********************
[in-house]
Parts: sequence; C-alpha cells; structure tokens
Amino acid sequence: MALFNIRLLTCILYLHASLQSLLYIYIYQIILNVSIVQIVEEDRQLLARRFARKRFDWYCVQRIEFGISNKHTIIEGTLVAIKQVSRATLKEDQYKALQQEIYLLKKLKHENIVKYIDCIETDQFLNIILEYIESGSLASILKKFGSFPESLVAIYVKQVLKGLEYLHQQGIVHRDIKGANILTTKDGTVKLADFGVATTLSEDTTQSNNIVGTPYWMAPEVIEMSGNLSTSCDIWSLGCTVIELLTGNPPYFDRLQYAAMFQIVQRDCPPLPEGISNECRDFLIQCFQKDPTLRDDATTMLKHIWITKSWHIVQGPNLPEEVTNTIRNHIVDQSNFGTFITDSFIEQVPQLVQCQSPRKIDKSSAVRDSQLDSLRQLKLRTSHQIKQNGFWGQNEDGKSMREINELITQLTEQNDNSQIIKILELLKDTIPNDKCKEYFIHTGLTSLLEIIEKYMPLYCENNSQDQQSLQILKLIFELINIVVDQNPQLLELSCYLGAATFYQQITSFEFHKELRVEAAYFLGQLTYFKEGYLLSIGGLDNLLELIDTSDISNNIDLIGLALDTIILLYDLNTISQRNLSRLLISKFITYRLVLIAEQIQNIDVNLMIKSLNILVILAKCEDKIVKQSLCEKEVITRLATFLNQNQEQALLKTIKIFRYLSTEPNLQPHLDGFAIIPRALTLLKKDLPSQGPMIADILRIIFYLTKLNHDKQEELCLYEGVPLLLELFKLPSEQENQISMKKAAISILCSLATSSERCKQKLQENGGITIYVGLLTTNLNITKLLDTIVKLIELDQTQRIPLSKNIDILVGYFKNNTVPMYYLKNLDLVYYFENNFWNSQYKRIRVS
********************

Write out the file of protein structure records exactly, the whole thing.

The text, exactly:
[in-house]
Parts: sequence; C-alpha cells; structure tokens
Amino acid sequence: MALFNIRLLTCILYLHASLQSLLYIYIYQIILNVSIVQIVEEDRQLLARRFARKRFDWYCVQRIEFGISNKHTIIEGTLVAIKQVSRATLKEDQYKALQQEIYLLKKLKHENIVKYIDCIETDQFLNIILEYIESGSLASILKKFGSFPESLVAIYVKQVLKGLEYLHQQGIVHRDIKGANILTTKDGTVKLADFGVATTLSEDTTQSNNIVGTPYWMAPEVIEMSGNLSTSCDIWSLGCTVIELLTGNPPYFDRLQYAAMFQIVQRDCPPLPEGISNECRDFLIQCFQKDPTLRDDATTMLKHIWITKSWHIVQGPNLPEEVTNTIRNHIVDQSNFGTFITDSFIEQVPQLVQCQSPRKIDKSSAVRDSQLDSLRQLKLRTSHQIKQNGFWGQNEDGKSMREINELITQLTEQNDNSQIIKILELLKDTIPNDKCKEYFIHTGLTSLLEIIEKYMPLYCENNSQDQQSLQILKLIFELINIVVDQNPQLLELSCYLGAATFYQQITSFEFHKELRVEAAYFLGQLTYFKEGYLLSIGGLDNLLELIDTSDISNNIDLIGLALDTIILLYDLNTISQRNLSRLLISKFITYRLVLIAEQIQNIDVNLMIKSLNILVILAKCEDKIVKQSLCEKEVITRLATFLNQNQEQALLKTIKIFRYLSTEPNLQPHLDGFAIIPRALTLLKKDLPSQGPMIADILRIIFYLTKLNHDKQEELCLYEGVPLLLELFKLPSEQENQISMKKAAISILCSLATSSERCKQKLQENGGITIYVGLLTTNLNITKLLDTIVKLIELDQTQRIPLSKNIDILVGYFKNNTVPMYYLKNLDLVYYFENNFWNSQYKRIRVS